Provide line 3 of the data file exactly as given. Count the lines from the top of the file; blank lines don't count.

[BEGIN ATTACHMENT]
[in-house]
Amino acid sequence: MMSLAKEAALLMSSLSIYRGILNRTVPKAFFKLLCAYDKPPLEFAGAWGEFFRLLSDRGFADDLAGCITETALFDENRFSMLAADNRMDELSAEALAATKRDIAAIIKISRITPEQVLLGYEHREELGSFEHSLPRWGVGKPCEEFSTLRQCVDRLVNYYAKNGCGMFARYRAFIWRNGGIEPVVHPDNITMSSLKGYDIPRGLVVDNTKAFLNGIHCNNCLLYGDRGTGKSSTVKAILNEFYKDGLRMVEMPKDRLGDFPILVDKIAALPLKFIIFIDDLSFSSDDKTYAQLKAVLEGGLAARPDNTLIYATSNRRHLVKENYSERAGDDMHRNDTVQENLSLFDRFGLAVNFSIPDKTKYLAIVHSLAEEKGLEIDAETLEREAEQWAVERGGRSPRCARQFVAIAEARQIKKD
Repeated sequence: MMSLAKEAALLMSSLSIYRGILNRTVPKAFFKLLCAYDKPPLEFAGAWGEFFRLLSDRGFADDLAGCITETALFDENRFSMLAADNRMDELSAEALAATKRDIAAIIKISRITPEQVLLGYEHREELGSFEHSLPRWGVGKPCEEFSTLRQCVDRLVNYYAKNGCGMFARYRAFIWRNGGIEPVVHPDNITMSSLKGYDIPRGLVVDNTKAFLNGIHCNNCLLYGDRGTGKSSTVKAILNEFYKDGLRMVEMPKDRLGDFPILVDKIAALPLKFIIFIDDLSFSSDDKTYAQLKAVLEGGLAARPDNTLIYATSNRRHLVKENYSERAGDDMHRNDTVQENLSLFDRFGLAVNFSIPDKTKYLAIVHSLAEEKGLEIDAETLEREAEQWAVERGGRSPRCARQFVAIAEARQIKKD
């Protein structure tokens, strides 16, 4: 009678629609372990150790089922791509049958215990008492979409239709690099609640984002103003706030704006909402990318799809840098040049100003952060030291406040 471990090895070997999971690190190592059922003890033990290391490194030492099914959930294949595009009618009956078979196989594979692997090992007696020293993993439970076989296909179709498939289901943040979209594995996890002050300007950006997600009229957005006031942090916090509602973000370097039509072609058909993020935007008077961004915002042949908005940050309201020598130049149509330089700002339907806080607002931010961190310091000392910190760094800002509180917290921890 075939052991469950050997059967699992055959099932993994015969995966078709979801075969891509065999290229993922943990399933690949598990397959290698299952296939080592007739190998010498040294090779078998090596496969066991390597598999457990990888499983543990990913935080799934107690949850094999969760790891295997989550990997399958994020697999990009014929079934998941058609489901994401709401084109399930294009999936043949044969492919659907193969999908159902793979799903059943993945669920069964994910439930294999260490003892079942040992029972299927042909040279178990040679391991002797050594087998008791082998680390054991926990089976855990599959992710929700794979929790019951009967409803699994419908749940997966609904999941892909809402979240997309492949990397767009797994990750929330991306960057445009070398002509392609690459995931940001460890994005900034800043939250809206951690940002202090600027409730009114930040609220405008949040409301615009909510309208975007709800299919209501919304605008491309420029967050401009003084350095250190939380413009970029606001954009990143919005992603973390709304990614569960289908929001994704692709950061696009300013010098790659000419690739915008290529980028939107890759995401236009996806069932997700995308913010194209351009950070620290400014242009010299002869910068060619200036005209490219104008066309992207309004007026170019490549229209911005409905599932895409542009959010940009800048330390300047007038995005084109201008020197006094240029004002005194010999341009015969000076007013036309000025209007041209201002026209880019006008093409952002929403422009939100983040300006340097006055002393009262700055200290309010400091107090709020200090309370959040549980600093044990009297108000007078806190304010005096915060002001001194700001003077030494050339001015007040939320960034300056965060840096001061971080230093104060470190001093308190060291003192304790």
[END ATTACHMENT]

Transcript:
Repeated sequence: MMSLAKEAALLMSSLSIYRGILNRTVPKAFFKLLCAYDKPPLEFAGAWGEFFRLLSDRGFADDLAGCITETALFDENRFSMLAADNRMDELSAEALAATKRDIAAIIKISRITPEQVLLGYEHREELGSFEHSLPRWGVGKPCEEFSTLRQCVDRLVNYYAKNGCGMFARYRAFIWRNGGIEPVVHPDNITMSSLKGYDIPRGLVVDNTKAFLNGIHCNNCLLYGDRGTGKSSTVKAILNEFYKDGLRMVEMPKDRLGDFPILVDKIAALPLKFIIFIDDLSFSSDDKTYAQLKAVLEGGLAARPDNTLIYATSNRRHLVKENYSERAGDDMHRNDTVQENLSLFDRFGLAVNFSIPDKTKYLAIVHSLAEEKGLEIDAETLEREAEQWAVERGGRSPRCARQFVAIAEARQIKKD